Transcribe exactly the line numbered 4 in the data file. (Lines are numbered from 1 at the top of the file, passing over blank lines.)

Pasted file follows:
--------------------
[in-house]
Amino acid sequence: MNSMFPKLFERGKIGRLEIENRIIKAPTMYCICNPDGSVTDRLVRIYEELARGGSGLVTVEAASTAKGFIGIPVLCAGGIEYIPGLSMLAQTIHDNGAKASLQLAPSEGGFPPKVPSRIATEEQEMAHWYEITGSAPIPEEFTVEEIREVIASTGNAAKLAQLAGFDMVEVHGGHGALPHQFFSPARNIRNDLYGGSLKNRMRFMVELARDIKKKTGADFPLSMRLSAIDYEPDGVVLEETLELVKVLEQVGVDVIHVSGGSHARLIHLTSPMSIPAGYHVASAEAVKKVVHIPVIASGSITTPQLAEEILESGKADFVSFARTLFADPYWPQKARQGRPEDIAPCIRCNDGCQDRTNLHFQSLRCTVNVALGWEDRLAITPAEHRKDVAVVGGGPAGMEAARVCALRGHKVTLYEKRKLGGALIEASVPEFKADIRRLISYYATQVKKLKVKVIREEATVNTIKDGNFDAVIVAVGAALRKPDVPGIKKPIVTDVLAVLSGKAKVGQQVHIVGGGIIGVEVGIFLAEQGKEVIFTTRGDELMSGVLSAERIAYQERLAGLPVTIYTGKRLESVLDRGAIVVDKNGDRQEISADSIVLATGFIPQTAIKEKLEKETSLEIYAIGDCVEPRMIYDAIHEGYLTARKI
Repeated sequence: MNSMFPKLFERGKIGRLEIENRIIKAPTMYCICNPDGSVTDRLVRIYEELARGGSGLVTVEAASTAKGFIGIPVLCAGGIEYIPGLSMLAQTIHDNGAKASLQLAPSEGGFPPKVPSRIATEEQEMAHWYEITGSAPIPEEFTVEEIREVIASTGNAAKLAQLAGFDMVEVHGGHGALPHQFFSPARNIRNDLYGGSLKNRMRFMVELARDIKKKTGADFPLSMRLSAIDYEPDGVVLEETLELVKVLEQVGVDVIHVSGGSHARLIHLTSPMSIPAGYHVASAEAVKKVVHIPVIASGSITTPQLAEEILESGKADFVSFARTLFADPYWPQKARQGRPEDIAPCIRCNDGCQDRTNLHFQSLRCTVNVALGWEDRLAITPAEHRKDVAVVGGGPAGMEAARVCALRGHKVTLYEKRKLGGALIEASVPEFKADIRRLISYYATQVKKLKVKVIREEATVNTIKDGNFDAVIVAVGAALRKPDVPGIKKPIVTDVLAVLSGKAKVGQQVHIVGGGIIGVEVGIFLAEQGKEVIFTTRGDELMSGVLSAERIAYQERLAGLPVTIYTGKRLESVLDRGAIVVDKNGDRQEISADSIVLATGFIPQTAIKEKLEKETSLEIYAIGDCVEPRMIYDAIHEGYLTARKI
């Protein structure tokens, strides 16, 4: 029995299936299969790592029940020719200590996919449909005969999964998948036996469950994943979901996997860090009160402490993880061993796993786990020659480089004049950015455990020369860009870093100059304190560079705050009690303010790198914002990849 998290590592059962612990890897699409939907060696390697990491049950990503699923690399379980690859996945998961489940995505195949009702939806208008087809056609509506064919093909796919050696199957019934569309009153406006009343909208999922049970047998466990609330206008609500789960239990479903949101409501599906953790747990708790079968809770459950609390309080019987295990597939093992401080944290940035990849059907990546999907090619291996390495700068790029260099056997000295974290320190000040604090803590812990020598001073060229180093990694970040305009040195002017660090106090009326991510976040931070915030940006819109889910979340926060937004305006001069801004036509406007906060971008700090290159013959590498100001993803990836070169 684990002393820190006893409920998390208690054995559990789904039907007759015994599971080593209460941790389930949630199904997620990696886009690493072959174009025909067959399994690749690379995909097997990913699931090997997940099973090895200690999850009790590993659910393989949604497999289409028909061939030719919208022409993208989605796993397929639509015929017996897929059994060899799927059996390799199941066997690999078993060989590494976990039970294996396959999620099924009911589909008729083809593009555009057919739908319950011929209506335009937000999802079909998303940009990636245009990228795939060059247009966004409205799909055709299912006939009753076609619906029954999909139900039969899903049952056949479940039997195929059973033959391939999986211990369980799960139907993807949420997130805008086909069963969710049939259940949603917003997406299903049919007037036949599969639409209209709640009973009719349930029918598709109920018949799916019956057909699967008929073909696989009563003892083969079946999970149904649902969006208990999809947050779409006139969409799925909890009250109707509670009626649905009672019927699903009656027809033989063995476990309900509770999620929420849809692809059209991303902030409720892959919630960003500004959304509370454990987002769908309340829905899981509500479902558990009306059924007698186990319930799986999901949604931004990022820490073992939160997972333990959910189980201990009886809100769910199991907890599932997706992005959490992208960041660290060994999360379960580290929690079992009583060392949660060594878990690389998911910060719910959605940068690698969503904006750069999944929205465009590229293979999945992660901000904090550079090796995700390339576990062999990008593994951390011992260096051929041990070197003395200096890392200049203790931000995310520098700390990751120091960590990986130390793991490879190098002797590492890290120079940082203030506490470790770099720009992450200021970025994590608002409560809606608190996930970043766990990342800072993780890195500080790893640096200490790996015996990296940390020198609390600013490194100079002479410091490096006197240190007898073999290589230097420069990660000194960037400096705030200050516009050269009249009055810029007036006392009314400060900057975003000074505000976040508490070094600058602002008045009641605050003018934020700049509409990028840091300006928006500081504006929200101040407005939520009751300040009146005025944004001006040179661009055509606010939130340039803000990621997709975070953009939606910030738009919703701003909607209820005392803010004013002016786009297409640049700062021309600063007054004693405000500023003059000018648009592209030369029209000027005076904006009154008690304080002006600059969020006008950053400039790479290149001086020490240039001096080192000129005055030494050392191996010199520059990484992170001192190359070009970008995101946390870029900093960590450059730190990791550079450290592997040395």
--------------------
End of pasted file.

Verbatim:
């Protein structure tokens, strides 16, 4: 029995299936299969790592029940020719200590996919449909005969999964998948036996469950994943979901996997860090009160402490993880061993796993786990020659480089004049950015455990020369860009870093100059304190560079705050009690303010790198914002990849 998290590592059962612990890897699409939907060696390697990491049950990503699923690399379980690859996945998961489940995505195949009702939806208008087809056609509506064919093909796919050696199957019934569309009153406006009343909208999922049970047998466990609330206008609500789960239990479903949101409501599906953790747990708790079968809770459950609390309080019987295990597939093992401080944290940035990849059907990546999907090619291996390495700068790029260099056997000295974290320190000040604090803590812990020598001073060229180093990694970040305009040195002017660090106090009326991510976040931070915030940006819109889910979340926060937004305006001069801004036509406007906060971008700090290159013959590498100001993803990836070169 684990002393820190006893409920998390208690054995559990789904039907007759015994599971080593209460941790389930949630199904997620990696886009690493072959174009025909067959399994690749690379995909097997990913699931090997997940099973090895200690999850009790590993659910393989949604497999289409028909061939030719919208022409993208989605796993397929639509015929017996897929059994060899799927059996390799199941066997690999078993060989590494976990039970294996396959999620099924009911589909008729083809593009555009057919739908319950011929209506335009937000999802079909998303940009990636245009990228795939060059247009966004409205799909055709299912006939009753076609619906029954999909139900039969899903049952056949479940039997195929059973033959391939999986211990369980799960139907993807949420997130805008086909069963969710049939259940949603917003997406299903049919007037036949599969639409209209709640009973009719349930029918598709109920018949799916019956057909699967008929073909696989009563003892083969079946999970149904649902969006208990999809947050779409006139969409799925909890009250109707509670009626649905009672019927699903009656027809033989063995476990309900509770999620929420849809692809059209991303902030409720892959919630960003500004959304509370454990987002769908309340829905899981509500479902558990009306059924007698186990319930799986999901949604931004990022820490073992939160997972333990959910189980201990009886809100769910199991907890599932997706992005959490992208960041660290060994999360379960580290929690079992009583060392949660060594878990690389998911910060719910959605940068690698969503904006750069999944929205465009590229293979999945992660901000904090550079090796995700390339576990062999990008593994951390011992260096051929041990070197003395200096890392200049203790931000995310520098700390990751120091960590990986130390793991490879190098002797590492890290120079940082203030506490470790770099720009992450200021970025994590608002409560809606608190996930970043766990990342800072993780890195500080790893640096200490790996015996990296940390020198609390600013490194100079002479410091490096006197240190007898073999290589230097420069990660000194960037400096705030200050516009050269009249009055810029007036006392009314400060900057975003000074505000976040508490070094600058602002008045009641605050003018934020700049509409990028840091300006928006500081504006929200101040407005939520009751300040009146005025944004001006040179661009055509606010939130340039803000990621997709975070953009939606910030738009919703701003909607209820005392803010004013002016786009297409640049700062021309600063007054004693405000500023003059000018648009592209030369029209000027005076904006009154008690304080002006600059969020006008950053400039790479290149001086020490240039001096080192000129005055030494050392191996010199520059990484992170001192190359070009970008995101946390870029900093960590450059730190990791550079450290592997040395």